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Topic: it is expensive? and other questions from a (maybe) future weaver  (Read 2295 times)
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« on: August 13, 2008 09:19:48 AM »

Weaving seems pretty fascinating. and relaxing.
 I was wondering if the loom or anything else you need to work is expensive? it depends on the kind? what kind of technique and/or loom would you recommend for a beginner?

« Reply #1 on: August 15, 2008 07:21:36 AM »

I don't know much about loom weaving, but I did briefly try some card "tablet"  weaving, which was very easy and inexpensive to learn

Tablet Weaving:  http://homepage.ntlworld.com/shelagh.lewins/shelagh/viking_textiles/TW01/TW01.htm

Finger weaving would be the cheapest and easiest thing to begin with.  Nothing but string and your God-given fingers to get started.

Finger Weaving/Knitting:  http://www.wikihow.com/Finger-Weave

My daughter and I just learned how do the finger weave/knit and have been experimenting with every possibility.  This brought me to loom knitting which is very similar to finger knitting.  I created an adjustable round/flat loom out of pens, rubberbands and beads that works great and cost very little.  The great thing is you can start flat and expand it as you learn.  You can also do basic weaving on the same parts (see the weaving link below.).

Here is a link to pics of our loom:  http://mieljolie.blogspot.com/2008/08/adjustable-round-knitting-loom.html

For more info:

Loom Knitting:  http://store.loomknit.com/instructions1.html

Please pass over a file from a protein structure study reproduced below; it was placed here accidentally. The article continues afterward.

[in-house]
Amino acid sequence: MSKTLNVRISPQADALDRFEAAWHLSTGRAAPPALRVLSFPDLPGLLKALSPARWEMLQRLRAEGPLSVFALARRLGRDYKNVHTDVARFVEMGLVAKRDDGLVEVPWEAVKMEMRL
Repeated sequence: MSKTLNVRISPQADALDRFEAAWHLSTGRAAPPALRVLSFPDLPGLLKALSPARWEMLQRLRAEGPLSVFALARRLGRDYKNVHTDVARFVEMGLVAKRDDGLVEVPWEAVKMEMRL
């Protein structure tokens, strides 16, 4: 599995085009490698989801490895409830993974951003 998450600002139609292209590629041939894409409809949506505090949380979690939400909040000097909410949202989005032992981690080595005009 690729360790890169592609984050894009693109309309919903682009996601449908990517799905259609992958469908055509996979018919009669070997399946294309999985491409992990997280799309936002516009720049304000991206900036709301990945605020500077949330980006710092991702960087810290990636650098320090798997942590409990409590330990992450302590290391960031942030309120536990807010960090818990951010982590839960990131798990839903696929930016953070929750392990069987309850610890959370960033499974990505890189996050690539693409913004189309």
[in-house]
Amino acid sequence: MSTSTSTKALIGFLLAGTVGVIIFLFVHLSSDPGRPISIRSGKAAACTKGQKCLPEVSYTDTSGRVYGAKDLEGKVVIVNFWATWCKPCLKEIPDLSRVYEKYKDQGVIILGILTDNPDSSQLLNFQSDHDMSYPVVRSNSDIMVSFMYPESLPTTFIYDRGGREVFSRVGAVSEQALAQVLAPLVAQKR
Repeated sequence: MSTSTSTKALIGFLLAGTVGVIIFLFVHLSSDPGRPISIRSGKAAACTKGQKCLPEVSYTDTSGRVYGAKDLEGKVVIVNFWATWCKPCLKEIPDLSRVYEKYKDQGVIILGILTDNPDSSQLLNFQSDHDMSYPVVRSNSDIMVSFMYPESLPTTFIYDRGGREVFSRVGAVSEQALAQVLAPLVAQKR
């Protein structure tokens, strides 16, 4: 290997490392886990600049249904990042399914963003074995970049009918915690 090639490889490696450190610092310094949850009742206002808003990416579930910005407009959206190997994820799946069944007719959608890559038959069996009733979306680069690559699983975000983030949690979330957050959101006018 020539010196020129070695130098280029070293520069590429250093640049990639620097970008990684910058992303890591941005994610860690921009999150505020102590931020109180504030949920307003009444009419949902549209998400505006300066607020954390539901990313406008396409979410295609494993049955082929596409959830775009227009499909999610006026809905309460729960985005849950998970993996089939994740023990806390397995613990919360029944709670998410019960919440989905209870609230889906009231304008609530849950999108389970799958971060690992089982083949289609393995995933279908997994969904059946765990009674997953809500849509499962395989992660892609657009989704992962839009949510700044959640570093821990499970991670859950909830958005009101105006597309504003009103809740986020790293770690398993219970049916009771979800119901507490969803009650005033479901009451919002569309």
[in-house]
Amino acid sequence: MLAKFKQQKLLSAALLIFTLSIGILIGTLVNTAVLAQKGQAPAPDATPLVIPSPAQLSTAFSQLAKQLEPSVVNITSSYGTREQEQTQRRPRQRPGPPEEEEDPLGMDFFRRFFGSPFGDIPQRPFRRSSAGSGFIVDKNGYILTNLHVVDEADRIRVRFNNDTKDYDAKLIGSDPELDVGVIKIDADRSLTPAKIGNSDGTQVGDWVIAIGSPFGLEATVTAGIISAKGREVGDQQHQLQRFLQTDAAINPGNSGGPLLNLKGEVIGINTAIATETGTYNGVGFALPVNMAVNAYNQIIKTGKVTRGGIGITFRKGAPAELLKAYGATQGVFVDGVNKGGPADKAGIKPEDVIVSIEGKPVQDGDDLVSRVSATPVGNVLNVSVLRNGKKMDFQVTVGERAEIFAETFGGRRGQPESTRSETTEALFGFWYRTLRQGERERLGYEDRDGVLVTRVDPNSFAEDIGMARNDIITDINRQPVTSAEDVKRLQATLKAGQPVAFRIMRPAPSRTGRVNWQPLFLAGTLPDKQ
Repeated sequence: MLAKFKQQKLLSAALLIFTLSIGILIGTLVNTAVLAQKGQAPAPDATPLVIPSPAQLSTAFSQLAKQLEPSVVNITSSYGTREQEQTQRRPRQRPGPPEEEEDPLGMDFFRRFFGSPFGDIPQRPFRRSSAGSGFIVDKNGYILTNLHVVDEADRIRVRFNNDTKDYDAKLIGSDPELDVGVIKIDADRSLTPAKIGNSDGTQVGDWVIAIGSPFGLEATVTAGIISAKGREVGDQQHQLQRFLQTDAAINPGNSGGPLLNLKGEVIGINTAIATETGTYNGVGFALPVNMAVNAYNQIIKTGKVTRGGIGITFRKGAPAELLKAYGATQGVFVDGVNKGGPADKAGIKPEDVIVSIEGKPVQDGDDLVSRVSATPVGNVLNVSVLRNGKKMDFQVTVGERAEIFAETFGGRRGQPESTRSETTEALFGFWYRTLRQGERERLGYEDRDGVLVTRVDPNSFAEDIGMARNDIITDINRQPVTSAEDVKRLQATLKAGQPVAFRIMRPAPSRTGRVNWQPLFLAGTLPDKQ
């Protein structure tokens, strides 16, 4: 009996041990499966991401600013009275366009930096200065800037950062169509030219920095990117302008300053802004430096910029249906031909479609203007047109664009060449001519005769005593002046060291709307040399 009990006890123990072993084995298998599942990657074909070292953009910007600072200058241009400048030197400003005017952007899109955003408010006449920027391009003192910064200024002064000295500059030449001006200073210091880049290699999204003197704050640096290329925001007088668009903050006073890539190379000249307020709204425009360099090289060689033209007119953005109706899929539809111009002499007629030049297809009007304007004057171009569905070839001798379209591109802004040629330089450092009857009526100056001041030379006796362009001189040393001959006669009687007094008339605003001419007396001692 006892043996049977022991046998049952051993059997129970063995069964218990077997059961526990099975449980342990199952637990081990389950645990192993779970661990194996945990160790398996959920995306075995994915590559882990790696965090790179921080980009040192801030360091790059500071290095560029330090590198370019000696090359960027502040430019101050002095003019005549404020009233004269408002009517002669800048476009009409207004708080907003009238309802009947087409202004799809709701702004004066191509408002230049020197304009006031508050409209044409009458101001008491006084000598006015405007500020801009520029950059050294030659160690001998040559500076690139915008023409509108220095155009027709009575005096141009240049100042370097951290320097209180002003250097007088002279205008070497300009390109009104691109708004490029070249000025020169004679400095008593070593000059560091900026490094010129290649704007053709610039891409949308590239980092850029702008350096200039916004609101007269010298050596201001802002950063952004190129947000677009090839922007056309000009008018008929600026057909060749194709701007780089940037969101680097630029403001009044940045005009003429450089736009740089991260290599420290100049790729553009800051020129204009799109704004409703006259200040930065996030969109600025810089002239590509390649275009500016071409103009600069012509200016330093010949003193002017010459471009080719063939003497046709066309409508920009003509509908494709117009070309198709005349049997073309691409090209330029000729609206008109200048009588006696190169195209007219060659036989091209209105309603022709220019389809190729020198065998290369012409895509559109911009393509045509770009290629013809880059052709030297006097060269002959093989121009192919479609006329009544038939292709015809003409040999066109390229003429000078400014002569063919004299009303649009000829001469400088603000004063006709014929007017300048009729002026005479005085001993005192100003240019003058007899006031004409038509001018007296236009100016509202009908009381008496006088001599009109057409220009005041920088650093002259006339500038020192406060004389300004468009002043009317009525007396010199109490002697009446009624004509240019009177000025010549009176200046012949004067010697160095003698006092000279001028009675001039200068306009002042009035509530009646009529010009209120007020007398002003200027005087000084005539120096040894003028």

Weaving:  http://www.instructables.com/id/Easy-Harry-Potter-Scarf

Hope these links are helpful.  Good luck with whatever method you decide to go with.
« Last Edit: August 15, 2008 07:22:55 AM by mieljolie » THIS ROCKS   Logged

« Reply #2 on: August 15, 2008 12:06:46 PM »

I use a rigid heddle - class was $375, loom was $250ish with occassional extra 10 for a new shuttle, yarn is yarn priced- you know how much it varies. I started spinning so I could have nicer yarn than I can afford to buy each time. (Spinning can be very cheap with bargain fiber and cd spindles.) There are both cheaper and more expensive rigid heddles if you look around. Mine folds which adds cost and is 24" (more than 10, 12 or 16 but less than 36). Extra heddles run about 30 I think, but you don't really need them for a perfectly good weave.

I think the minimum price goes more toward a thousand if you want a loom with shafts. Plus I don't know the cost of the little parts

I found the class invaluable, but I wanted a social event as much as a new hobby. I did not plan to buy the loom and keep going, since I bought a slightly used loom I got it with a case, and pickup sticks. I also bought a stand for $100. People in class who tried to weave without a stand did less homework than people with stands. Maybe the people who bought stands were more serious, but maybe it was just less of a pain in the petooka to use the loom.

I also tried weave-it. You can get a kit from Lacis rather than pay for a "vintage" weave-it.This is more like 15 dollars. You end up with squares that you attach. The idea is pretty ingenious, the warp is put 1/2 way on, and then 1/2 of the weft and the second half of the ward and then you weave in the last 1/2 of the weft. You do much less weaving up and down with a needle than you would with a traditional potholder kit. (1/2) You can make larger squares, triangles and rectangles, but you can't just keep going and make yards of fabric.